- Grocery Shopping. Although fasting is obligatory from sun up to sundown, preparing food is a tradition throughout the holy month of Ramadan. Whether you are preparing suhoor, iftar, or feeding the poor, having a pantry already filled with basic staples makes things easier when you are fasting. You won’t have to be tempted by making trips to the grocer or market during the days of Ramadan. Consider filling your refrigerator, watching expiration dates, with the things you may need throughout Ramadan. If you have a deep freezer, consider filling it with the staples that can be frozen, allowing you to have the food you need during Ramadan without having to spend time at the grocer. After all, less time at the grocer or market could mean more time to engage in more acts of worship.
- Prepare Meals Ahead of Time. Some foods can be prepared ahead of time and stored in a freezer. This is especially helpful for some of those who celebrate Ramadan alone, as they won’t have to worry about food preparation. This will help cut down time in the morning, waking up for suhoor, or preparing meals in the evening for iftar. However, this could be a practice for anyone. The point is to make things easier during Ramadan so you can focus on strengthing your taqwa (oneness with Allah) and iman (sincere faith).
- Ramadan and Eid al-Fitr Clothing. Eid al-Fitr signifies the end of Ramadan. Many families attend Eid prayers and plan feasts. Sometimes this can last for three days. Many Muslims buy new clothes for Eid al-Fitr salah (prayer). Consider buying your new Eid garments before Ramadan starts. This eliminates the stress and worry of what to wear on the day of Eid.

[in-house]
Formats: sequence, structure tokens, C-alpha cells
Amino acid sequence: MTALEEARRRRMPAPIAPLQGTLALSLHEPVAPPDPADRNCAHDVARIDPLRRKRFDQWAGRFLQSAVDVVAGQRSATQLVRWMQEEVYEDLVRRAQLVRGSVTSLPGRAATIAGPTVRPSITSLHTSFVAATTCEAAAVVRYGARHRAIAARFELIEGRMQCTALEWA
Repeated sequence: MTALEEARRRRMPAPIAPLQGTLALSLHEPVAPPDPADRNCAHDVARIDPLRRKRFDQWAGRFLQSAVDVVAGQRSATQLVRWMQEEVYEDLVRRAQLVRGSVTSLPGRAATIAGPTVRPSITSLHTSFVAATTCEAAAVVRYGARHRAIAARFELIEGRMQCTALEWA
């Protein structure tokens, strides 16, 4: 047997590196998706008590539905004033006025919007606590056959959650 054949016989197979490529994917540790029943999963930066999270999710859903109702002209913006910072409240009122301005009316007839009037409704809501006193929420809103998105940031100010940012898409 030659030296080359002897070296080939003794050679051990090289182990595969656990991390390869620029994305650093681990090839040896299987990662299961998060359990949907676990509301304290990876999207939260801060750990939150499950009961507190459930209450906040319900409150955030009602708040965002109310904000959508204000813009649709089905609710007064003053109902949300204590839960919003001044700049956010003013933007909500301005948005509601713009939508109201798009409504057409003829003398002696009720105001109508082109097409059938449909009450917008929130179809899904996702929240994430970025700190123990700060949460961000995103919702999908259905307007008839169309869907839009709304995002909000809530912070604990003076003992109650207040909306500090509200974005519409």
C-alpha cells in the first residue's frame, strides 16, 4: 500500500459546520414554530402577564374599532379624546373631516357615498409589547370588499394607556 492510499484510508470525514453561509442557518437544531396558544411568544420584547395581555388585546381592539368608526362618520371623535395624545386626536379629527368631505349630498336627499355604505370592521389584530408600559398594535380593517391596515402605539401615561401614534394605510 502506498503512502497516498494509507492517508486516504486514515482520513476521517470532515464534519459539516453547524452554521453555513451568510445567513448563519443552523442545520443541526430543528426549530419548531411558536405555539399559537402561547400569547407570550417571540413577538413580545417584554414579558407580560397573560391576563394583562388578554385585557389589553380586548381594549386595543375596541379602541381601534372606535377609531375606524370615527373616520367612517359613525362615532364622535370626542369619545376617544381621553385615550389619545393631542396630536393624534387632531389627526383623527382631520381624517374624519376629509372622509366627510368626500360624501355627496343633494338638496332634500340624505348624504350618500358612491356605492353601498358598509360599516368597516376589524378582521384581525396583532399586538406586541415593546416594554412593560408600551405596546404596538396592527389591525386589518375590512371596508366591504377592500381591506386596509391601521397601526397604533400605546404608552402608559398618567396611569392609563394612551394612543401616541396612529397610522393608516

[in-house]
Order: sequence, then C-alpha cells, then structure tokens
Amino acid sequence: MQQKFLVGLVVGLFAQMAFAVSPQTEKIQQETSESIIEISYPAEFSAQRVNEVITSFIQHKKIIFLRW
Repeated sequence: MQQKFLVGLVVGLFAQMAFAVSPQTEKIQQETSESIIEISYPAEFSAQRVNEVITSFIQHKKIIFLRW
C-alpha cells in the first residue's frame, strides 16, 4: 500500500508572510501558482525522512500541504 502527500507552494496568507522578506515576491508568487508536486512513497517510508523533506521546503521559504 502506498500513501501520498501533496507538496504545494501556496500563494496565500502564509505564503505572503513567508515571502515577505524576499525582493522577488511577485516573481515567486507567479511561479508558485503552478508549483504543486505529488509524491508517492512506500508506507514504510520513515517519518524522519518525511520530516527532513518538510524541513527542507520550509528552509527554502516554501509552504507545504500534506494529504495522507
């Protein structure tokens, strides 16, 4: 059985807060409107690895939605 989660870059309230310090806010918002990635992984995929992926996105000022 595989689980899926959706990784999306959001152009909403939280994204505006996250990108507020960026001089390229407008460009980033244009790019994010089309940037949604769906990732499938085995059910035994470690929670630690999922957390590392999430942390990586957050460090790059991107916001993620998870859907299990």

- Eid al-Fitr Gifts. Although many families reserve gift giving for the children, if you plan to give Eid gifts to family and friends, it is best to try to buy them before Ramadan starts so that you can focus more attention on your fasting, worship, charity, and spending time with family.
- Ramadan and Eid al-Fitr cards have become a trend over the decades, as well-wishers and blessings are given to those in the community. Some people like to make their own cards, but others prefer to purchase them. Because some Muslims consider writing kind notes to one another as an act of charity itself, it makes Ramadan easier to already have the cards and personalize them before Ramadan starts. This opens more time for extra prayers, Qur’an reflection, and other acts of sincere worship.
For some, Ramadan can seem intimidating especially if you are new to it. As with anything, being prepared lays a good foundation for a successful Ramadan filled with ibadah, taqwa, and a stronger sense of iman. By being prepared and sincerely practicing the obligatory and voluntary acts of worship in Islam, you are well on your way to continue building a solid structure of faith and submission to the only one worthy of worship, Allah.
© 2018 Linda Sarhan
AishaWrites on May 13, 2018:
JazakAllah! Thanks for this article.